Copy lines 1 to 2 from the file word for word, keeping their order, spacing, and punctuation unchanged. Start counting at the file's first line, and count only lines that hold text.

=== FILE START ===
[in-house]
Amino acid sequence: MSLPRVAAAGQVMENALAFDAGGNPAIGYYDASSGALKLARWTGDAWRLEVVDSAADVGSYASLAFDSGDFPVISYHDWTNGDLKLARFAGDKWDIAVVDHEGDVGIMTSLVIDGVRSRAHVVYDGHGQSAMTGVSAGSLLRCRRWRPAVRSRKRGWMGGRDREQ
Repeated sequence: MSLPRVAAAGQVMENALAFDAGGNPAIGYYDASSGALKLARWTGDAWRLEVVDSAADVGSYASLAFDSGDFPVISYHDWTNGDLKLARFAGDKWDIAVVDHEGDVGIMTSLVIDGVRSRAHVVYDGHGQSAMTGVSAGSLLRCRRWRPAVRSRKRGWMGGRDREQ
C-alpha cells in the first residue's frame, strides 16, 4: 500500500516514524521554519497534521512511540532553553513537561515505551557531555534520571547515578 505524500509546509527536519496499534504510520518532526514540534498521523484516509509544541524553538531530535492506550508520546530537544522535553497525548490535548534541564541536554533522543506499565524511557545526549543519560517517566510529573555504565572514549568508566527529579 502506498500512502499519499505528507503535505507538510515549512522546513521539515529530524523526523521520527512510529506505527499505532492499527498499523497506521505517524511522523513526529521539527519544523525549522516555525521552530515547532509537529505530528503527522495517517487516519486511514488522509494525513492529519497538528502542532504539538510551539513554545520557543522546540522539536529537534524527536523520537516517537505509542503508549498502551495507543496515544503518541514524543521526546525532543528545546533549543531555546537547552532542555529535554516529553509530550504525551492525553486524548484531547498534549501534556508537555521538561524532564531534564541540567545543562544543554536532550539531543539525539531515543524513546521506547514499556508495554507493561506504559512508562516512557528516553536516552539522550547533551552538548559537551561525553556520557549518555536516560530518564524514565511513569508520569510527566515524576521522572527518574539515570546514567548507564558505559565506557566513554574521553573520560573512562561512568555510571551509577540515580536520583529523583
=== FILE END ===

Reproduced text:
[in-house]
Amino acid sequence: MSLPRVAAAGQVMENALAFDAGGNPAIGYYDASSGALKLARWTGDAWRLEVVDSAADVGSYASLAFDSGDFPVISYHDWTNGDLKLARFAGDKWDIAVVDHEGDVGIMTSLVIDGVRSRAHVVYDGHGQSAMTGVSAGSLLRCRRWRPAVRSRKRGWMGGRDREQ